"Chaz, don't complain. He is starting to look... oh, shut up"
"Chaz, don't complain. He is starting to look..."

In RPGs, it is most likely that your avatar will not be able to control his or her urges to steal or retrieve objects from other people's houses. Moreover, there will be some treasure boxes scattered over the world which are unspoiled and waiting for you (Good ^_^). However, you, as a designer (both game designer and level designer), must choose what your heroes can do with all those containers. They will just get all the objects? They can choose what to take and what to trash? Or they can put everything they want into a container?

This lesson will cover the different ways to store items inside a container, and how your avatars can interact with them.

 Basic approach - Just Gimme!!!

The most basic approach is when everytime your avatars open a container (e.g. the ubiquitous treasure box), they get all its contents. This approach is quite simple to program, and it is used in most Japanese-type RPGs.

Fig. 1
Figure 1: Just an Script

As seen in Figure 1, in this approach you only have to setup two things: The internal variable that indicates whether this particular treasure box has been spoiled or not, and its contents defined in a script. This way, when your avatar check the treasure box for the first time, he/she will get all its contents (put the items into the inventory), and indicate that the box has been investigated. In the second and subsequent checkings, your avatars will find nothing... unless you want to create a magic box that always return socks, or anything like that :-P.

When designing a level, the contents of a container must be defined inside the script that manages the container.

 Complex Approach - "Let's put something inside that box!"

A more complex approach is used by other RPGs, usually in the western type - "Ultima", "Knights of the Old Republic". Here you can get any item from a container, but at the same time you can put anything inside, return later ("I'm running out of ammo!"), and recover those items again.

Fig. 2
Figure 2: Database

Figure 2 shows the architecture of this approach. Usually all the objects from the world are stored in a database, along with the container where they belong. When a player opens a particular container, the engine will access to the database and get the items belonging to that container.
After that, the player can either choose to get an item from the container - deleting an entry from the database and moving the object to the avatar's inventory, or adding a new item to the container - adding an entry to the database and deleting the item from the avatar's inventory.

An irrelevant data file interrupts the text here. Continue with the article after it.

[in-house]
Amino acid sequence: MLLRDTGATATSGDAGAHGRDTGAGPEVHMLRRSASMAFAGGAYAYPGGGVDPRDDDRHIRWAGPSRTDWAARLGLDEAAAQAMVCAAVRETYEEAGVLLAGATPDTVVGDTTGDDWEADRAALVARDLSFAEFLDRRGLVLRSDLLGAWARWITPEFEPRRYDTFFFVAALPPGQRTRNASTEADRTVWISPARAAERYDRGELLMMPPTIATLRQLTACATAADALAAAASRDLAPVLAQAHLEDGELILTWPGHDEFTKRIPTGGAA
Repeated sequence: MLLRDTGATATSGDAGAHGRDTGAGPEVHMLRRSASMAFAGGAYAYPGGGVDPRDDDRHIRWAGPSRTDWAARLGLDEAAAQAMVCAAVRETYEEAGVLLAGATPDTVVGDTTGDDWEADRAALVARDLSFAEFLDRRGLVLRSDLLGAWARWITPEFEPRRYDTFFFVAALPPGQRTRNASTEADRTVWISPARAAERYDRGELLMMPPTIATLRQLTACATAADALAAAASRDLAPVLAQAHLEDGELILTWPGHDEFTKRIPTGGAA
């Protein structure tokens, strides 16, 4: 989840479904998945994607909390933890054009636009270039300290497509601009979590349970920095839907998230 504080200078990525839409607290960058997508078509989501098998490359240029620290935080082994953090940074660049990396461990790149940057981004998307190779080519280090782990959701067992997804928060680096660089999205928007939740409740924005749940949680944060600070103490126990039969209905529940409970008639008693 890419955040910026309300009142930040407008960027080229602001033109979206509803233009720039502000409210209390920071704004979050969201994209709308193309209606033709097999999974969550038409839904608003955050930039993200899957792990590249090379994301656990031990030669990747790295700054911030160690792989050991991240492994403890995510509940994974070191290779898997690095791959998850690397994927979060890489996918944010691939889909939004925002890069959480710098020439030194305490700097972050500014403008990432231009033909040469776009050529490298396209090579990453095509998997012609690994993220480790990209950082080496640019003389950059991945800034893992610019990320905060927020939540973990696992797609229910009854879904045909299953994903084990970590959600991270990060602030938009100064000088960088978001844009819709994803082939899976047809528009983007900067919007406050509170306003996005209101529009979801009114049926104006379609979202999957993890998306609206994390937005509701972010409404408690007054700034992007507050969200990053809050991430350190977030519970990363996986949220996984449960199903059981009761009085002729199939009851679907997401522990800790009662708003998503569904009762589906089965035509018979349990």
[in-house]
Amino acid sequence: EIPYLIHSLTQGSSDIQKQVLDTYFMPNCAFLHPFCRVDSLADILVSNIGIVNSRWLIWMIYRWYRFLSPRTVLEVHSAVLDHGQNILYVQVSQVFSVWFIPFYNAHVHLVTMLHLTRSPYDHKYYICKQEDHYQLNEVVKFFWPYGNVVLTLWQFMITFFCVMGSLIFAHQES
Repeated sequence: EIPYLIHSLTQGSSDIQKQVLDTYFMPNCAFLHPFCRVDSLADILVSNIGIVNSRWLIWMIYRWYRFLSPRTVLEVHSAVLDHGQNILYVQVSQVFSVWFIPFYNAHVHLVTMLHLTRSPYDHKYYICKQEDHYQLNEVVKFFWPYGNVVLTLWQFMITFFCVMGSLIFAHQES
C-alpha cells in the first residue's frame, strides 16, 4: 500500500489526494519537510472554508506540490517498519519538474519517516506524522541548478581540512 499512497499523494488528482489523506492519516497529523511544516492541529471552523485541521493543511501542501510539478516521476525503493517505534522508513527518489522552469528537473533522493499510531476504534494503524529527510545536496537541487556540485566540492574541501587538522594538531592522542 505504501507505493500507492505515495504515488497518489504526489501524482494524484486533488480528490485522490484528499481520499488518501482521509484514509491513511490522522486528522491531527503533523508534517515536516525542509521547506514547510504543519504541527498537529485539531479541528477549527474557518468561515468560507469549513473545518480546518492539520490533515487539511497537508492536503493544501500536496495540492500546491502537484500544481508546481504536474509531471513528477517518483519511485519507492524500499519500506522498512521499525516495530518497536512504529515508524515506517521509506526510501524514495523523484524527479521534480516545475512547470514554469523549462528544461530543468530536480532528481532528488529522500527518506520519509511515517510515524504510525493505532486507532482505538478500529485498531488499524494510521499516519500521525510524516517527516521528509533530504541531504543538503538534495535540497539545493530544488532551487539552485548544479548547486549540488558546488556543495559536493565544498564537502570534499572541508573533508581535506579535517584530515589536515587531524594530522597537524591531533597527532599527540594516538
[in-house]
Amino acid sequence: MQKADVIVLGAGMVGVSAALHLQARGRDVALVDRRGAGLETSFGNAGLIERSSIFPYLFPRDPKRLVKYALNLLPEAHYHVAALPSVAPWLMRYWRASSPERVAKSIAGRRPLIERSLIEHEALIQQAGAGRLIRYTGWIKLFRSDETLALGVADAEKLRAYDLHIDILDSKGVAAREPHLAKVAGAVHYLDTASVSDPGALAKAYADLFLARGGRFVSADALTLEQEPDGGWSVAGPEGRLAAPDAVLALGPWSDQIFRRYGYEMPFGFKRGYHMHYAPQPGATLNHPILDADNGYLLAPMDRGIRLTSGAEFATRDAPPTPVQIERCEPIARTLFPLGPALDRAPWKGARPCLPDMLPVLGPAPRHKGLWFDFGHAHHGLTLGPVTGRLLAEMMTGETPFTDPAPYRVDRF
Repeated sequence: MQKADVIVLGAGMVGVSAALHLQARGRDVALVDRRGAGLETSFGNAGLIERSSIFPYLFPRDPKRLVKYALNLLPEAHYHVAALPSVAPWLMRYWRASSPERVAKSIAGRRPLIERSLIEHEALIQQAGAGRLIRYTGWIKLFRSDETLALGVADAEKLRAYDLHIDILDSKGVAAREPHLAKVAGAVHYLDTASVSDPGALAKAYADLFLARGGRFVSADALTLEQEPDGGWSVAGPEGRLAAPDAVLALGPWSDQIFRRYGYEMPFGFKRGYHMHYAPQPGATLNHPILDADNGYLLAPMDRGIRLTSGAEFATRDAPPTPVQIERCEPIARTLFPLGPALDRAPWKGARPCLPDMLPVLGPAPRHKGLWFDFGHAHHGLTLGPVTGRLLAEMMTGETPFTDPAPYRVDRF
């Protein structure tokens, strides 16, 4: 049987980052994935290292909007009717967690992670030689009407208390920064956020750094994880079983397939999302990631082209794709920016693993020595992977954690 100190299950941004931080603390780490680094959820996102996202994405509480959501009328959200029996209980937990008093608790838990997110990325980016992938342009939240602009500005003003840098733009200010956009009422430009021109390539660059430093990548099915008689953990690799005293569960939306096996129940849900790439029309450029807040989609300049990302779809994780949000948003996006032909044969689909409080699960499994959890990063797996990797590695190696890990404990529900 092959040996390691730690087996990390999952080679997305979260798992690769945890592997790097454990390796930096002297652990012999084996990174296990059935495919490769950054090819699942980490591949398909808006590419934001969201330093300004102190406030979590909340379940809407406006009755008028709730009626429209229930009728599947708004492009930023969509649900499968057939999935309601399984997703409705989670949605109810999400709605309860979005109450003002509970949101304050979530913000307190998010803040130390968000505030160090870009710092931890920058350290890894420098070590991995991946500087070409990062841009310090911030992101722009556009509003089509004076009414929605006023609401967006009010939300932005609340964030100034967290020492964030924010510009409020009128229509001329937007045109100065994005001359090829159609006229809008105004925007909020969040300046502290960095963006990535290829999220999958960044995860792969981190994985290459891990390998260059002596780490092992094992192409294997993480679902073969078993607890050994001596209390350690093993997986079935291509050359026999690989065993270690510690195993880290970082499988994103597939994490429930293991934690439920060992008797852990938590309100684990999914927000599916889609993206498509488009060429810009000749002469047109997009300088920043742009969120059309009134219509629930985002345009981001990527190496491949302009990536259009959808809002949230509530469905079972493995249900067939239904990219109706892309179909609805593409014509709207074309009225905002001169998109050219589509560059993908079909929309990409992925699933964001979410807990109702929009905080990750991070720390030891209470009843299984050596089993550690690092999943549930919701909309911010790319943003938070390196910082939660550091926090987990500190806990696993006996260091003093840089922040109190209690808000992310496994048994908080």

When designing a level, the contents of a container must be defined inside a global database, and the script that manages the container must call an special function for retrieving the data.


Both approaches are extreme cases, and it is possible to develop new, intermediate solutions when the designer needs to do so. For example, A script can define the contents of a container only if no player got any items from inside. Once the player inspects the container, it can choose to get only one subset of the items, leaving the others stored in a database.

However, there are some techniques that can be inserted into the container management for spicing up the user experience, and some remarks that must be taken into account when designing the system.
  • Limited inventory. In some games, avatars have only a limited amount of space inside their inventories (e.g. 8 slots). When getting items from containers (specially in paradigms where all the items must be taken out from the box at the same time), the designer must take care that there is enough space to store them in the avatars' inventory.
  • Weight of container. In the complex approach, a container should not be able to store an infinite amount of items (although magic containers could do the trick...). The designer must associate an "item limit" to a container and check whether this limit has been exceeded.
  • The danger of being a kleptomaniac. If you have not any Chaz (see Intro) in you party, it is most likely that you can inspect any library, closet, or whatever-you-want inside a house. But if you, as a designer, think that this is boring an unrealistic, you can do what the guys of "Ultima" and "Avernum/Geneforge" did: Create a Flag for every item that indicates whether it can be taken or not from a container. If you take any "flagged" item and somebody see you, people in the town will be pissed off. And if they caught you another few times, maybe they will attack you!. The decision is in your hands ^_-.
  • NPCs!. Enter "Star Ocean 2", and "Fallout". If you can get any item from the furniture... why not trying to steal items from people?. In this approach you have to define what kind of items have the NPCs in their inventories, and give a mechanism for stealing them. Of course, if somebody see you in the "crucial moment", you will have problems. An evolution of this approach: if you can steal, why not "give" items to people (like in the complex approach)?. I'm sure that this snake we got in the jungle can be used in this kind of situations...


"Chaz, don't complain. He is starting to look... oh, shut up"
"Oh, Damn, he spot us!... Chaz, JUST SHUT UP!!"


For the graphics of the gold, the lamp, the basket, the treasure box, and the book ^_-.

... and of course, Chaz and Alys from "Phantasy Star 4", game made by Sega for the Megadrive/Genesis. You rock!